Ownership change sees Stuff tackle its own racist reporting

An investigation into how New Zealand publisher Stuff portrayed Māori throughout its history has led to a report and public apology.

The report - published last month - has been accompanied by a video in which editorial director Mark Stevens explained the findings and what Stuff - the privately-owned business formerly Fairfax Media NZ - was doing about it.

A team of 20 Stuff journalists investigated coverage over 160 years, and concluded its coverage had contributed to stigmas, marginalisation and stereotypes.

Stevens and Pou Tiaki editor Carmen Parahi led the report, published as Tā Mātou Pono | Our Truth.

Parahi says she found it difficult that the findings reflect on her as well, as a reporter and Māori woman. "One of the reasons for doing this is so my kids don't have to carry the pain we, as Māori, have carried for so long because of the way we've been portrayed in the media over three centuries," she said. "This day of reckoning is a long time coming and the beginning of better representation in our reporting of all people in Aotearoa New Zealand."

An apology - as a long editorial published on all Stuff channels - was accompanied by an acknowledgement in which Stevens said its journalism had not served all cultures fairly, and outlined changes which would be made.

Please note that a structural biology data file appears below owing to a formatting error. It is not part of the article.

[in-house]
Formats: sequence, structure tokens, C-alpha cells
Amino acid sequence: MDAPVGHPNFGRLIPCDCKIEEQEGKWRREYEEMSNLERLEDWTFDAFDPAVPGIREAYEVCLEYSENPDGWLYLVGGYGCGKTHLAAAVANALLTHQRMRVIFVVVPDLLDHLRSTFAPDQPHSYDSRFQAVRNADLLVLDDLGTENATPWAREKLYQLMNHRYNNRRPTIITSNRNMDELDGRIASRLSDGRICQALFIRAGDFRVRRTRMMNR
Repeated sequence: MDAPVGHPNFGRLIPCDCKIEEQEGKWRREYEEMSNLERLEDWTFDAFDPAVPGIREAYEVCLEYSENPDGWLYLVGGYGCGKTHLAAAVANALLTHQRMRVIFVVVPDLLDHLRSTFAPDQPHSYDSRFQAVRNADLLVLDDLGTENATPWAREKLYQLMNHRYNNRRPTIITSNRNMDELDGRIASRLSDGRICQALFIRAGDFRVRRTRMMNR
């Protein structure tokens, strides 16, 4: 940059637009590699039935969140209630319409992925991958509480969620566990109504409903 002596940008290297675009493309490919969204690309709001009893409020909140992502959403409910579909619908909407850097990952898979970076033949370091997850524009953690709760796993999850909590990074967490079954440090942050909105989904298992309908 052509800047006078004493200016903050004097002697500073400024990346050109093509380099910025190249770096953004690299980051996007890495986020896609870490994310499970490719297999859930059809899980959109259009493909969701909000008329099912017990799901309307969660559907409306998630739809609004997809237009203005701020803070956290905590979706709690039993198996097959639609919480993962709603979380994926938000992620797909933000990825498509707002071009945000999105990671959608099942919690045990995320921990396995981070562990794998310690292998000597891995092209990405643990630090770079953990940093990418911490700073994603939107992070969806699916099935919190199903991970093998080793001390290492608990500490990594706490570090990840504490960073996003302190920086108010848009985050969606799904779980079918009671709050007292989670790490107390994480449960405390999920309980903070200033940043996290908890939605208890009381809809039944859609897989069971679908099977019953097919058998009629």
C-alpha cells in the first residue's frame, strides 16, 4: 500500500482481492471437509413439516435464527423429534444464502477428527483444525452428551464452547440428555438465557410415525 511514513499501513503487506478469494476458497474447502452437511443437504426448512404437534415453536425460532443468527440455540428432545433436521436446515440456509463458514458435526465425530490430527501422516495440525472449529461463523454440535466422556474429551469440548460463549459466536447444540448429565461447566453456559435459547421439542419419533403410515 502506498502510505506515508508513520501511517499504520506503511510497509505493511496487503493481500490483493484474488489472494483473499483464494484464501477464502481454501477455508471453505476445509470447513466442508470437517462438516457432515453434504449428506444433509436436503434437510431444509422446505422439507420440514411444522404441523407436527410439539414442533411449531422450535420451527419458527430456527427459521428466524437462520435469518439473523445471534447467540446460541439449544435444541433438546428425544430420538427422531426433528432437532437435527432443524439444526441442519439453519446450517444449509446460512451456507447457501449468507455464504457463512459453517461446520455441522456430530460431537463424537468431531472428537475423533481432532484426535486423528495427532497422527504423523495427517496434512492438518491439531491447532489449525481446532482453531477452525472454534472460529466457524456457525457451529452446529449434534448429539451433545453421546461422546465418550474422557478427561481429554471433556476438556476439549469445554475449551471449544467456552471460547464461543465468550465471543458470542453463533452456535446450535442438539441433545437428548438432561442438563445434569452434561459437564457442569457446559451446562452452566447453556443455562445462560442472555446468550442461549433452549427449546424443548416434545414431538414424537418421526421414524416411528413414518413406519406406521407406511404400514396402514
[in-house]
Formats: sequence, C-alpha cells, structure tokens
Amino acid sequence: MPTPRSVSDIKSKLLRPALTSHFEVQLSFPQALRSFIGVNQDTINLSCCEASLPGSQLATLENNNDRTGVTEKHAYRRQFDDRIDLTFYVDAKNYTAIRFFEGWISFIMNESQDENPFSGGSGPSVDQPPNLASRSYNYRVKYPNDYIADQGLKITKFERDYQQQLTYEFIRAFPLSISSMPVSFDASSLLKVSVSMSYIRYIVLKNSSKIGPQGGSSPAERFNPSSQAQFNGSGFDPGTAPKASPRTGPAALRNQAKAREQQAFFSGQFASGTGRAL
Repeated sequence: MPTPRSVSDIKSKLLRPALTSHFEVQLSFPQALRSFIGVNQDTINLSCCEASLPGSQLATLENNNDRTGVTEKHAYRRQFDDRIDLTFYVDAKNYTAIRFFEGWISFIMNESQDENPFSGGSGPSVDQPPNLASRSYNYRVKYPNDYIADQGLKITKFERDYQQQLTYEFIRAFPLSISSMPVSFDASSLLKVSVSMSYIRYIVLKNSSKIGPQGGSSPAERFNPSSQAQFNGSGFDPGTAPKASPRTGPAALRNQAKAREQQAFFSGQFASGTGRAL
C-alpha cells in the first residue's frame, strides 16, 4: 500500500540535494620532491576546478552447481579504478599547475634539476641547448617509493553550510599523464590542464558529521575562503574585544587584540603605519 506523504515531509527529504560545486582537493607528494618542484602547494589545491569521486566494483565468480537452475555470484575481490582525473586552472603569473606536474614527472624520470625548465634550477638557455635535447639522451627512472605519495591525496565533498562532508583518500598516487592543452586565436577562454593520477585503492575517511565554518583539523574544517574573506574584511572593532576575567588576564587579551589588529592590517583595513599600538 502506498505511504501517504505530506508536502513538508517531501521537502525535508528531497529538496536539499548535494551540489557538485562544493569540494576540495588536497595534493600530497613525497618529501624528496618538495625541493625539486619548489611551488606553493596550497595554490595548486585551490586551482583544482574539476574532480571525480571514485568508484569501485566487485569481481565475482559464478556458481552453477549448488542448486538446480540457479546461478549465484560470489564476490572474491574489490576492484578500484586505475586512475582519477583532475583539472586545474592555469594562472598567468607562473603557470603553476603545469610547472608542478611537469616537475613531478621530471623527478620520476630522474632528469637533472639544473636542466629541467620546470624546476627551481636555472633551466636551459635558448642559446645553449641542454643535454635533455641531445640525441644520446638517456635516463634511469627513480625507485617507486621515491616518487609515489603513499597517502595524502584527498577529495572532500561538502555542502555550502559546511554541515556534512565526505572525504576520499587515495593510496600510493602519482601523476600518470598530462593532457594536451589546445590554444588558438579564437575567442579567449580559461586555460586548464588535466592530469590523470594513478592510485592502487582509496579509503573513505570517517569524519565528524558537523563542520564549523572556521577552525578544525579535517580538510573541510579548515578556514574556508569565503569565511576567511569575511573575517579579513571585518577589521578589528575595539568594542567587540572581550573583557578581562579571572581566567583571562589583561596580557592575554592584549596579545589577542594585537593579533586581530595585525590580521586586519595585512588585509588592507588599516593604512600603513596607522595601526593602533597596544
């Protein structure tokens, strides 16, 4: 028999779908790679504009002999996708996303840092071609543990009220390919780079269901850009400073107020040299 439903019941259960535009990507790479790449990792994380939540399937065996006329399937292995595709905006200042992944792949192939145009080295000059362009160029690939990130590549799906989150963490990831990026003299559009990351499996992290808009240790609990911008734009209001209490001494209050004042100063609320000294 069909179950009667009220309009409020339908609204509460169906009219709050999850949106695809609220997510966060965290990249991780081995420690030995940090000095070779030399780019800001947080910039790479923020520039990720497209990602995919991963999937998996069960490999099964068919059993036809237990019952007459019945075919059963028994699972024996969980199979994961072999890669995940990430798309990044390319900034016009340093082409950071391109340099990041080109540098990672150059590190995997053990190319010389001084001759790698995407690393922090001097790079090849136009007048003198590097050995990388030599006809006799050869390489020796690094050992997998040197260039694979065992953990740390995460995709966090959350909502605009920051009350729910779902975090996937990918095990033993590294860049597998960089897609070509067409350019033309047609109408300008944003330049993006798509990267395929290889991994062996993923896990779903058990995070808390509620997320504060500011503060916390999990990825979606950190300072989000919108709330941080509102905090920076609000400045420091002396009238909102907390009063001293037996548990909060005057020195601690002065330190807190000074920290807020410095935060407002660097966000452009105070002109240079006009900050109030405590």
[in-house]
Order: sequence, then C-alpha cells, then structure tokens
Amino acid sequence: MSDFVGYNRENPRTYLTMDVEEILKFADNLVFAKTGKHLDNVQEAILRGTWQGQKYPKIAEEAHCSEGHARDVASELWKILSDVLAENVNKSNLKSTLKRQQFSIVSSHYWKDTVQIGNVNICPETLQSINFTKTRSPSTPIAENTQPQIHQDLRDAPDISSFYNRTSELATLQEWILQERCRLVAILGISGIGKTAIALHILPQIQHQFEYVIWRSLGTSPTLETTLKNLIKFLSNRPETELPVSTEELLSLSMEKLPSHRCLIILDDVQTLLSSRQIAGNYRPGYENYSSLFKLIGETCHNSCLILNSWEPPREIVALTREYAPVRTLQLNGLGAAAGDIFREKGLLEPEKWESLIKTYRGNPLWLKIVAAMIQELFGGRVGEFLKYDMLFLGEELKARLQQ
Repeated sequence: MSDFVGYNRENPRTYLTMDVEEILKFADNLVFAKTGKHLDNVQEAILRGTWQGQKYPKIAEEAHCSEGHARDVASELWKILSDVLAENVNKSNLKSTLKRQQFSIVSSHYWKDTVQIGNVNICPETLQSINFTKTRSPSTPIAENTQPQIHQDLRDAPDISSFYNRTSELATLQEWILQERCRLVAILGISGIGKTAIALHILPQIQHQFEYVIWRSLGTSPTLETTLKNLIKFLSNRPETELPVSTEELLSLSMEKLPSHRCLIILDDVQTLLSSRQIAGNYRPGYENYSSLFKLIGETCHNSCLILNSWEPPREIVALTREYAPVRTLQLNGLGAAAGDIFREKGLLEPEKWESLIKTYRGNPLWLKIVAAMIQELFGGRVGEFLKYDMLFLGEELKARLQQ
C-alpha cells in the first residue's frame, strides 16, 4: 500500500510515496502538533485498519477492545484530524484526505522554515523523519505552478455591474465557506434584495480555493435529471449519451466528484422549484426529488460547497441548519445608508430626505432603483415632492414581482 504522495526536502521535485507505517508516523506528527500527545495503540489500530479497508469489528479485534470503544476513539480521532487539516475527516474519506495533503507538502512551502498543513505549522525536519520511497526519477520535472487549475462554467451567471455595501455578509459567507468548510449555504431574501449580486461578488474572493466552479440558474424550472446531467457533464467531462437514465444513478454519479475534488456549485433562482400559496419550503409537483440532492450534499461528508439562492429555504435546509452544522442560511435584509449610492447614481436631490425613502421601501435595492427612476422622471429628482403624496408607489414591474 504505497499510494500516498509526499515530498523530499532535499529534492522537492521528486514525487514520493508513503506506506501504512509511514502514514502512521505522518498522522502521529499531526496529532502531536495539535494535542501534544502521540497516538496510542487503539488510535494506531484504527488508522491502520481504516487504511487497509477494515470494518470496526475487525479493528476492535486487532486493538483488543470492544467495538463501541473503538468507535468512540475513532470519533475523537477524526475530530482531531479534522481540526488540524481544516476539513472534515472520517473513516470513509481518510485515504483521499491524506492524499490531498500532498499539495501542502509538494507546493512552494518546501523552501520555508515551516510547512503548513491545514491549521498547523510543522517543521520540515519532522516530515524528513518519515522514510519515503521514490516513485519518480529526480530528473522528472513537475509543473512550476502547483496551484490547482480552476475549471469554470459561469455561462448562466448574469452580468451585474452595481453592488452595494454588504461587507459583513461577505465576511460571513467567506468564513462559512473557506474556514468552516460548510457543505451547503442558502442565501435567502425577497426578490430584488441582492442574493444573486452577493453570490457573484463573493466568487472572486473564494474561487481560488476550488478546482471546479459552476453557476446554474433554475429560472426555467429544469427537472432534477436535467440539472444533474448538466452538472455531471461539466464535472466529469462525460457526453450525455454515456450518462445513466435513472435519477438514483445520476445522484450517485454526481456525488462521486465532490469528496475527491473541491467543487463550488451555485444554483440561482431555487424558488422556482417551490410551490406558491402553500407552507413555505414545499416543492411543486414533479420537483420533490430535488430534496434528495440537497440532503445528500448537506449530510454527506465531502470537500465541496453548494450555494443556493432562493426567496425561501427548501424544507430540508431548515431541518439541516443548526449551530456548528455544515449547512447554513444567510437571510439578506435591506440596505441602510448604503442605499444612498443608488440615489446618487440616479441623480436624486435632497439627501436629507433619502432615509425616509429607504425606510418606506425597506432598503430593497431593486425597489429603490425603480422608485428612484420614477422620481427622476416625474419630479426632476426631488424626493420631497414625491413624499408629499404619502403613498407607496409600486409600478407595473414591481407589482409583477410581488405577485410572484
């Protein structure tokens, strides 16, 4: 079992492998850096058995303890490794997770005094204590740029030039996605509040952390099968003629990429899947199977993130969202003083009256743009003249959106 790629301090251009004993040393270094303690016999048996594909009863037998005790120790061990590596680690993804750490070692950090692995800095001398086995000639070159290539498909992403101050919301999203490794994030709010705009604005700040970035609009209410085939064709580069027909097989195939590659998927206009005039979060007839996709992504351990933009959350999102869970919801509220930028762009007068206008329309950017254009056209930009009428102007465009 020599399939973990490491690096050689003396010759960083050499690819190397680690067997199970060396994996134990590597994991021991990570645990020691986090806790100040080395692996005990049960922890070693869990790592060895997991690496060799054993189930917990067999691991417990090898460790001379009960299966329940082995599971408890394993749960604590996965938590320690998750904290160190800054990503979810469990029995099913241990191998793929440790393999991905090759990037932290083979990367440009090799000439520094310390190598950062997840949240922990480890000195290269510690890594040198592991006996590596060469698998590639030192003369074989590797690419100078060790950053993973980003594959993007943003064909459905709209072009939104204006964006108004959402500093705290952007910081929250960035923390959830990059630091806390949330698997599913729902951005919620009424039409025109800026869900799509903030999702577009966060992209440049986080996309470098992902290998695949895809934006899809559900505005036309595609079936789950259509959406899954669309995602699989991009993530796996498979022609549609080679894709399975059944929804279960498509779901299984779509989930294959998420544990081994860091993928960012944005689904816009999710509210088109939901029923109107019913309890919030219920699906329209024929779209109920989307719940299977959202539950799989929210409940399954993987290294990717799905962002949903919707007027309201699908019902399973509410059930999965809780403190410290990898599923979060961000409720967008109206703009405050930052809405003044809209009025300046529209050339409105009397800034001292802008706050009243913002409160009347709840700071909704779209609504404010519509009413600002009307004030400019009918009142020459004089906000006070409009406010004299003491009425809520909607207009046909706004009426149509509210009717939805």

"Our coverage of Māori issues over the last 160 years ranged from racist to blinkered," he said. "Seldom was it fair or balanced in terms of representing Māori.

"We are sorry. But apologies are hollow without a commitment to do better in the future. The distance left to travel on our journey includes ongoing consultation and engagement, ensuring our journalism is for all New Zealanders and trying to repair our relationship with Māori. That will take time and effort, and from time to time we might stumble. We will, though, continue to hold ourselves to account."

In a new charter, chief executive Sinead Boucher - who acquired the company from Nine Entertainment in May for NZ$1 - commits to following the principles and guidelines of the Treaty of Waitangi, created in 1840 to protect Māori culture.

"When the ownership of Stuff changed earlier this year, we had the chance to reset and reposition the business," she said. "Our people advocated for the Treaty principles of partnership, participation, and protection to be embedded into our new strategy.

"I felt strongly they should be widely adopted into the ethics and practice of our business alongside the principles of equity and editorial independence."

She says the Stuff charter sets down a pou tiaki (guard post) to guard against inequity in its reporting and business practices in the future.

"Our wish is to be a trusted partner for tangata whenua (people of the land) for generations to come."

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